How should Christians respond to Ebola? I believe God’s people should follow medical protocols, but remember that we are to trust God. I watched the breaking news this weekend as my city and country was informed that a healthcare worker who had cared for the Ebola patient, Thomas Duncan, had contracted the disease. We had almost reached the deadline for concern over further contamination when the news came out. Now, the countdown begins again. Who did she have contact with? Where did she shop? Will her dog be a carrier of the disease? There are lots of news reports, pictures and doctor’s advice available to those who have concerns. I wish more cameras were focused on the person who I think has the best advice.
Kent Brantly is the doctor who was flown to Emory Hospital in Atlanta and has survived Ebola. Dr. Brantly was a Samaritan’s Purse missionary from Texas and recently spoke at Abilene Christian University, sharing his personal experience with the disease. He talked about the “hysteria that surrounded the events in Dallas” and compared it to the reality of the disease in Africa.
Brantly also said, “You’ve seen the news reports, and I can assure you, the reality on the ground in West Africa is worse than the worst report you’ve seen. And our attention and efforts need to be on loving the people there.” Those words hit close to home for me. I have watched the reports about the people in Africa, and I had no idea how truly awful the outbreak had become. I really didn’t pay close enough attention to the Ebola crisis until Brantly and his coworker, Nancy Writebol, were diagnosed. We now have our second case of Ebola here in Dallas and it leads every news cast in America.
When I heard about the nurse’s home that was being cleaned and quarantined, I looked at the address on a map and was truly bothered when I realized that members of my family live only blocks away and probably shop at the same Trader Joe’s. As I sit typing this essay, I realize that I don’t love others like I love my own — even though I know God has called me to love like he does.
How does God want Christians to respond? What should we be learning from Ebola? I can’t help but think of the plagues that came to Egypt when Pharaoh refused to allow Moses to take the Israelites from the land. Each plague was the result of God’s warning being ignored. The final plague became known as the Passover. Those who were protected by the blood on the door frame, those who followed God’s leadership, were saved.
I am teaching the Minor Prophets this year and I can honestly say I have more questions than answers as I study. God does not change. God still wants to protect his people but he cannot bless what is against his word and will. John Piper was asked if God still judges nations, and if he does will America be judged? The Christian Post article was interesting and Piper shared these three thoughts:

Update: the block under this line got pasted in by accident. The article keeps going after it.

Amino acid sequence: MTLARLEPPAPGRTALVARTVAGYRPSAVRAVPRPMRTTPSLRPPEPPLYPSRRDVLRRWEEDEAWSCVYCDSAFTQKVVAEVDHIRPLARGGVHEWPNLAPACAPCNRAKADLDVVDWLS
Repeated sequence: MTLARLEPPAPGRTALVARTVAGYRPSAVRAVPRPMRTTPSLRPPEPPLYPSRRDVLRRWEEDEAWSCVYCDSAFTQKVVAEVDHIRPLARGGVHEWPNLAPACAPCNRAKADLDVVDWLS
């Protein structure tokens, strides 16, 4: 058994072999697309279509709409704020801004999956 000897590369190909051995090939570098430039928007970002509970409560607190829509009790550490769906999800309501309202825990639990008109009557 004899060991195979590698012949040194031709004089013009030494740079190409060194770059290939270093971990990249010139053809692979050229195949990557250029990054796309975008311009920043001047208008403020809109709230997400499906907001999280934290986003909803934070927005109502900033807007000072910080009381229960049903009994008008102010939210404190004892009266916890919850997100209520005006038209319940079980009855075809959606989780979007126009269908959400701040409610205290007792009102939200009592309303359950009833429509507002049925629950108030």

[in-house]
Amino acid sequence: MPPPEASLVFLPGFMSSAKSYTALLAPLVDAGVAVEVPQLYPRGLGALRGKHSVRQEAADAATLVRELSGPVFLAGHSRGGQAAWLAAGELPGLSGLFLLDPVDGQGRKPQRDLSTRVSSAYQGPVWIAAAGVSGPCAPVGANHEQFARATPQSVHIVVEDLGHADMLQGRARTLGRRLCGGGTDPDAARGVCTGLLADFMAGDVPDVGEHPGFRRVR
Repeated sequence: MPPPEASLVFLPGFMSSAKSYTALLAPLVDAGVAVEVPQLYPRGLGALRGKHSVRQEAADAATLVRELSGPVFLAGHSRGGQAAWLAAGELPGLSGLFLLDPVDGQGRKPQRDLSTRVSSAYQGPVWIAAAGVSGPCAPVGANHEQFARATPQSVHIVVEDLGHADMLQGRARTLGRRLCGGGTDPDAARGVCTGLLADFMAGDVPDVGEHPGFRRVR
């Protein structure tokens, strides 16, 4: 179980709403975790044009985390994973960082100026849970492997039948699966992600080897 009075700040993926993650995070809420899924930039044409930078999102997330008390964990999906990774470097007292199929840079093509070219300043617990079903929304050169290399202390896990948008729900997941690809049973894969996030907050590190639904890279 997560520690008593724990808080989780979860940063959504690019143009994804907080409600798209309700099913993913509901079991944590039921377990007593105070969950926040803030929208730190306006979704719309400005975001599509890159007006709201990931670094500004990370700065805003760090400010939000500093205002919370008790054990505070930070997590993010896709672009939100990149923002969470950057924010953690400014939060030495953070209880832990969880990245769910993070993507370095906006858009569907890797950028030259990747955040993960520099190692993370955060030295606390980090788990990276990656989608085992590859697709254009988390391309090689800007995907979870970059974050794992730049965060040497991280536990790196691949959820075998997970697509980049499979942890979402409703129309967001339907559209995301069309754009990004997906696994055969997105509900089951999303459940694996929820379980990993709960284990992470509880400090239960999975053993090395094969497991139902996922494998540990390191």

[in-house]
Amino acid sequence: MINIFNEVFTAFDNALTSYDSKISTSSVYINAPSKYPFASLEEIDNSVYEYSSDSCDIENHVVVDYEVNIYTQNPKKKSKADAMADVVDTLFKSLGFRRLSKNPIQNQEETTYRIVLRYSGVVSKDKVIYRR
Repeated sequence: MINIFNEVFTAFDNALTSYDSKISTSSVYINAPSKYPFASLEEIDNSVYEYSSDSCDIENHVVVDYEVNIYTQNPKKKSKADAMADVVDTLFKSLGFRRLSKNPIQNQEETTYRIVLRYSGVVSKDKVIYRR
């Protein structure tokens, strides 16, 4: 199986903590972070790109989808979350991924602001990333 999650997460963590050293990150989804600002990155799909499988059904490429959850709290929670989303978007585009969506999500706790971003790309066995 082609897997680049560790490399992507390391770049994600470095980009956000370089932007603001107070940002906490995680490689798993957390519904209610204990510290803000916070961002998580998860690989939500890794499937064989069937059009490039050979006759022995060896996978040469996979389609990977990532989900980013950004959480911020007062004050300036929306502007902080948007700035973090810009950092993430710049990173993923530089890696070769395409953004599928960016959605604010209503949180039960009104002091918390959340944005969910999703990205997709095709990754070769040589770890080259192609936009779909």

First, God is portrayed in the Bible as sovereign over the nations and ruling them for His purposes. Second, God tolerates sin in relation to nations up to a point, and then brings calamity. Third, the Bible also mentions the kinds of iniquity God has in mind when He says, “the wickedness of these nations.”
Piper then spoke about the sins of the West that would necessitate God’s judgment. He said, “In the West, we have moved to the point of open approval of adultery, child-killing (abortion), and homosexual intercourse.” Piper went on to say that what Christians found appalling fifty years ago is readily accepted now as a norm.
The single truth that I have found woven through each of the Minor Prophets is that God brought judgment on a nation, even his own Israel, when people began to tolerate sin rather than repent. I think most Christians who understand God’s character and believe the Bible are worried about this country and its culture.
How should Christians respond to a plague? Piper said, “history is not a straight line of inevitabilities, God himself may step in and bring to His church a great revival of radical obedience, and a great awakening to the countries of the West. He is able. He has done it before. We should pray that He does.”
God wants us to love and care for those who are hurting, everywhere in the world. It isn’t enough to simply care about our own country and our own citizens. God wants us to pray, to repent, to preach and to teach the truth of his word. God will not bless what he cannot bless. God wants to bless all that he can. We need to follow medical protocol but we need to trust God. God wants to protect our country. How will God’s people make our country “blessable?” If MY people, who are called by MY name will . . . (2 Chronicles 7:14). I’m not sure what the future holds, but I’m sure that God’s people will make the difference.